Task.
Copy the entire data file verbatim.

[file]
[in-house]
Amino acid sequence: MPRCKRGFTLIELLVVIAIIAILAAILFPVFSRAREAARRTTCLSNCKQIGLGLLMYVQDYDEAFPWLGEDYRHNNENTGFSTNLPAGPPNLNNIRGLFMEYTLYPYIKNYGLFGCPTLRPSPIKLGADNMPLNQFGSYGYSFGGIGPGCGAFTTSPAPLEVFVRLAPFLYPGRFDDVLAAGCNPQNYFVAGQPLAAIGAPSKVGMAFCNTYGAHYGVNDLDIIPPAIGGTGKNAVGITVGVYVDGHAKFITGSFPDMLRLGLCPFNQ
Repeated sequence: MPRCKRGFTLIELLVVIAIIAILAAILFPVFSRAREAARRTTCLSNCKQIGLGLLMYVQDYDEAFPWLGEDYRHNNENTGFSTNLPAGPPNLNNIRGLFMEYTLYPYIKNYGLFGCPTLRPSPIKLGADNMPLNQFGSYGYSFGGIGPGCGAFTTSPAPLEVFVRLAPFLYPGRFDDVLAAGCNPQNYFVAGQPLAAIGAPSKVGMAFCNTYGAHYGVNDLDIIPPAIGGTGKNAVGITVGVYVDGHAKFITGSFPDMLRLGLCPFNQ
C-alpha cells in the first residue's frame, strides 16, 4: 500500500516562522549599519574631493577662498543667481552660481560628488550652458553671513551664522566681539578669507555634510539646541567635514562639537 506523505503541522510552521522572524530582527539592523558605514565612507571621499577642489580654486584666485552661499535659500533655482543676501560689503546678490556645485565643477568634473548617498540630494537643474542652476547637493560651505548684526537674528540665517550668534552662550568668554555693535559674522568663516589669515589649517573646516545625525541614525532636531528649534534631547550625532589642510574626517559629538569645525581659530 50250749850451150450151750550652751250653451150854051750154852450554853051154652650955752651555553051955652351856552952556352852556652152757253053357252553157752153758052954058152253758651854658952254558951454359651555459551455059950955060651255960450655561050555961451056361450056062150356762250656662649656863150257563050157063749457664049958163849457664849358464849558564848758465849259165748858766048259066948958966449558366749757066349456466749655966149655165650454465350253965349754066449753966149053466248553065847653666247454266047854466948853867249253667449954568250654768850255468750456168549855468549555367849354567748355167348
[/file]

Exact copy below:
[in-house]
Amino acid sequence: MPRCKRGFTLIELLVVIAIIAILAAILFPVFSRAREAARRTTCLSNCKQIGLGLLMYVQDYDEAFPWLGEDYRHNNENTGFSTNLPAGPPNLNNIRGLFMEYTLYPYIKNYGLFGCPTLRPSPIKLGADNMPLNQFGSYGYSFGGIGPGCGAFTTSPAPLEVFVRLAPFLYPGRFDDVLAAGCNPQNYFVAGQPLAAIGAPSKVGMAFCNTYGAHYGVNDLDIIPPAIGGTGKNAVGITVGVYVDGHAKFITGSFPDMLRLGLCPFNQ
Repeated sequence: MPRCKRGFTLIELLVVIAIIAILAAILFPVFSRAREAARRTTCLSNCKQIGLGLLMYVQDYDEAFPWLGEDYRHNNENTGFSTNLPAGPPNLNNIRGLFMEYTLYPYIKNYGLFGCPTLRPSPIKLGADNMPLNQFGSYGYSFGGIGPGCGAFTTSPAPLEVFVRLAPFLYPGRFDDVLAAGCNPQNYFVAGQPLAAIGAPSKVGMAFCNTYGAHYGVNDLDIIPPAIGGTGKNAVGITVGVYVDGHAKFITGSFPDMLRLGLCPFNQ
C-alpha cells in the first residue's frame, strides 16, 4: 500500500516562522549599519574631493577662498543667481552660481560628488550652458553671513551664522566681539578669507555634510539646541567635514562639537 506523505503541522510552521522572524530582527539592523558605514565612507571621499577642489580654486584666485552661499535659500533655482543676501560689503546678490556645485565643477568634473548617498540630494537643474542652476547637493560651505548684526537674528540665517550668534552662550568668554555693535559674522568663516589669515589649517573646516545625525541614525532636531528649534534631547550625532589642510574626517559629538569645525581659530 50250749850451150450151750550652751250653451150854051750154852450554853051154652650955752651555553051955652351856552952556352852556652152757253053357252553157752153758052954058152253758651854658952254558951454359651555459551455059950955060651255960450655561050555961451056361450056062150356762250656662649656863150257563050157063749457664049958163849457664849358464849558564848758465849259165748858766048259066948958966449558366749757066349456466749655966149655165650454465350253965349754066449753966149053466248553065847653666247454266047854466948853867249253667449954568250654768850255468750456168549855468549555367849354567748355167348